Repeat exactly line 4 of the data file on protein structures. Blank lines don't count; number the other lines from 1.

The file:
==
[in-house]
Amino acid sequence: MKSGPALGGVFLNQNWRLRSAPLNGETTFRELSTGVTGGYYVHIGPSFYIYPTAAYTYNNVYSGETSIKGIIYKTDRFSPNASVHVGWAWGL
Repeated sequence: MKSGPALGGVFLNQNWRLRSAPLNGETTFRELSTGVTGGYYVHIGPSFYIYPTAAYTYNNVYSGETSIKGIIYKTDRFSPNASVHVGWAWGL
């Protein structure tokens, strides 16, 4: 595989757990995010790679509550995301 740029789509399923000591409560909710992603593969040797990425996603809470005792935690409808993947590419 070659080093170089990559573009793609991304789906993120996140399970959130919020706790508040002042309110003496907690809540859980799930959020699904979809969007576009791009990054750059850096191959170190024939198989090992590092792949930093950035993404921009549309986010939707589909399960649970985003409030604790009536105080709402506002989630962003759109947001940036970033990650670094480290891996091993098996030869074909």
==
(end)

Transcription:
């Protein structure tokens, strides 16, 4: 595989757990995010790679509550995301 740029789509399923000591409560909710992603593969040797990425996603809470005792935690409808993947590419 070659080093170089990559573009793609991304789906993120996140399970959130919020706790508040002042309110003496907690809540859980799930959020699904979809969007576009791009990054750059850096191959170190024939198989090992590092792949930093950035993404921009549309986010939707589909399960649970985003409030604790009536105080709402506002989630962003759109947001940036970033990650670094480290891996091993098996030869074909």